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About this Episode

Grace Hood, wine educator and certified sommelier, joins Robert Tas to explore the wine list of Jungsik. Drinking wine with Korean food may seem like an unlikely pairing, but Grace identifies the wines that work well with the menu, even when it comes to the reds on the list. Grace also explains how understanding the basics of acid, fats, and spices can help you make informed decisions in wine pairings.

Wines reviewed include:

  • Egly-Ouriet brut Grand Cru Champagne
  • Geschickt Riesling from Alsace, France
  • Josef Ehmoser from Wagram, Austria
Transcript: Jungsik


RT: Hello and Welcome to CorkRules! 

A podcast where we will review a wine list from your favorite restaurants. I’m your host Robert Tas along with Grace Hood, wine educator and certified sommelier. Hello Grace, it’s great to have you!

GH: Happy to be here as always Robert

RT Before we jump in, let’s talk about those wine lists. We created CorkRules to help demystify wine list’s because we know from experience, that sometimes when we get that list handed to us, well… it can be intimidating, and even a little daunting.

Our aim is to help prepare you to navigate that list, find those hidden gems, or value wines or that special bottle that will take your dining experience over the top.

RT: So today we’re talking the Manhattan sushi restaurant, Jungsik. Now Grace the real question is, can we pair sushi and wine?

GH: Robert we can pair ANYTHING with wine! If you understand the basic elements of acid, fat and spices, and how wines can balance out food, you're golden! So even though sushi is again one of those Asian cuisines that traditionally didn't have wine pairings, there are some lovely wines that complement sushi.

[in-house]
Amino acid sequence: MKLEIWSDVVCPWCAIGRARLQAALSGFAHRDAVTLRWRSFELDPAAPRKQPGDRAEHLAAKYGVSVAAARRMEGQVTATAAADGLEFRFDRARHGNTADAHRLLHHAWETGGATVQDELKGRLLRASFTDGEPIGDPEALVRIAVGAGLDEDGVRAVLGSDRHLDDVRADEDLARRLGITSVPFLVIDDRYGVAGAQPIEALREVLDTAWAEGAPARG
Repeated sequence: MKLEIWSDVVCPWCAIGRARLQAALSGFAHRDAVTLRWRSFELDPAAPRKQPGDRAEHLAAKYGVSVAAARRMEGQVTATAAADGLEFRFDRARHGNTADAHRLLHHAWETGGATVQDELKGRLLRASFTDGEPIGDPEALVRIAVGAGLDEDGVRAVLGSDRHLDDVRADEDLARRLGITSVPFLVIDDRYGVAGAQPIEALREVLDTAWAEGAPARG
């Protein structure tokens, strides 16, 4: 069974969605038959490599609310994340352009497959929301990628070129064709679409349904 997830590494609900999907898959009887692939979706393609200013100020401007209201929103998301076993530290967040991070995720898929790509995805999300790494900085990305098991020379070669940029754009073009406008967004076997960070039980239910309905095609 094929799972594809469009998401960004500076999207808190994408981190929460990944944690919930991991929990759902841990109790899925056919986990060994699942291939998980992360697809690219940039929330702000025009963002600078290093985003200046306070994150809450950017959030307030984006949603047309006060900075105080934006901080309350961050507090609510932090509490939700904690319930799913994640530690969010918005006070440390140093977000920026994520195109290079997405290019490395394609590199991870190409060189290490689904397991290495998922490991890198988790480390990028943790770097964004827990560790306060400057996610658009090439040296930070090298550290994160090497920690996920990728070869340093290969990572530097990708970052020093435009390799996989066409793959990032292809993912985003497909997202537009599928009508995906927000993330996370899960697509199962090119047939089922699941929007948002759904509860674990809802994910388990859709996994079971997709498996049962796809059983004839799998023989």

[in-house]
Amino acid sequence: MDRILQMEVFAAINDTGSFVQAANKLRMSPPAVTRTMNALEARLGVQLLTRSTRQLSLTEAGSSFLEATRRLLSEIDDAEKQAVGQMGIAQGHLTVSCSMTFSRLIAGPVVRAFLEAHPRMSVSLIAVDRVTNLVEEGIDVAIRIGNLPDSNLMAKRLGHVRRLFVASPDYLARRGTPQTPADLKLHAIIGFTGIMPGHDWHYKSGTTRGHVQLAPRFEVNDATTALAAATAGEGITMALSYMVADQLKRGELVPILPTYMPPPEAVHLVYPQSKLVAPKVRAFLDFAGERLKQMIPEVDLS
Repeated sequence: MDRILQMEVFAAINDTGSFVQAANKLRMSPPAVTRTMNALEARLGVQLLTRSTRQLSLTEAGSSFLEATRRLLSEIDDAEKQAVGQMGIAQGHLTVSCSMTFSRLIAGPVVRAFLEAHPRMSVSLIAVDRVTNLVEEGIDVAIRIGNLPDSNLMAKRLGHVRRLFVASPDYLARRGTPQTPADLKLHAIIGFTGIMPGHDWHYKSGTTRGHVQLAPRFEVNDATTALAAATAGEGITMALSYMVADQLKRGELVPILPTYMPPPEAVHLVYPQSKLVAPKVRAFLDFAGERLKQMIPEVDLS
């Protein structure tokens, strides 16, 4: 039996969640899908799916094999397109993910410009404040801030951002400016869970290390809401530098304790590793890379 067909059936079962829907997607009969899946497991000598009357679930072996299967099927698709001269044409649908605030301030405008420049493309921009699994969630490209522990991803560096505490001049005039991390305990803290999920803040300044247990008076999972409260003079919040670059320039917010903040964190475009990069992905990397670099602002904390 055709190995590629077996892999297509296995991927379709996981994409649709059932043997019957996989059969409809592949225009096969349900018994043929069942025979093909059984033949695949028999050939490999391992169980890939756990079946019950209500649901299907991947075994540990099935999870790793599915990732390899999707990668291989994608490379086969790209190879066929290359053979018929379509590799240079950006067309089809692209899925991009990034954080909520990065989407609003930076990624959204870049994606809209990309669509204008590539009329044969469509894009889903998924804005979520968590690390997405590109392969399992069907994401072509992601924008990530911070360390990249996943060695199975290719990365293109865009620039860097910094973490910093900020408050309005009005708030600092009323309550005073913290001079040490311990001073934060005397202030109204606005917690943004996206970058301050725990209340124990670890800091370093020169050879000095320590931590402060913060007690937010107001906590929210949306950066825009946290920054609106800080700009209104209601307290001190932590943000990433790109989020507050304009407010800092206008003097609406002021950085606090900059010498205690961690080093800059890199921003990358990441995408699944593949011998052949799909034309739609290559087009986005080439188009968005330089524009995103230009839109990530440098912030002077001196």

RT: Love your outlook, Grace. So, what are your initial thoughts on Jungsik?

GH: So Jungsik is one of my favorite types of sushi restaurants aka one with no menu, where you put your faith and trust in the hands of the sushi chefs and let them dish you up incredibly fresh decadent sushi grade catches of the day. I absolutely love omakase menus - it’s going to be such a unique experience b/c it will depend on what is fresh that day and what the sushi chefs are feeling like dishing up that day. In terms of wine pairings, when you think of sushi, you def are thinking of a lighter style cuisine, right? But where we get to really divide and conquer, are in the types of fish and any sauces that are between those delish rolls of rice and seaweed. We're still going to be utilizing the old Asian food wine paring stand-by, Riesling, but we can also expand into some other light to medium-bodied whites, as well as rose, and a few select light white, oh and of course champagne. 

RT: OH, you can definitely trust a sushi chef. Sounds like an amazing experience. What are your thoughts on their wine menu?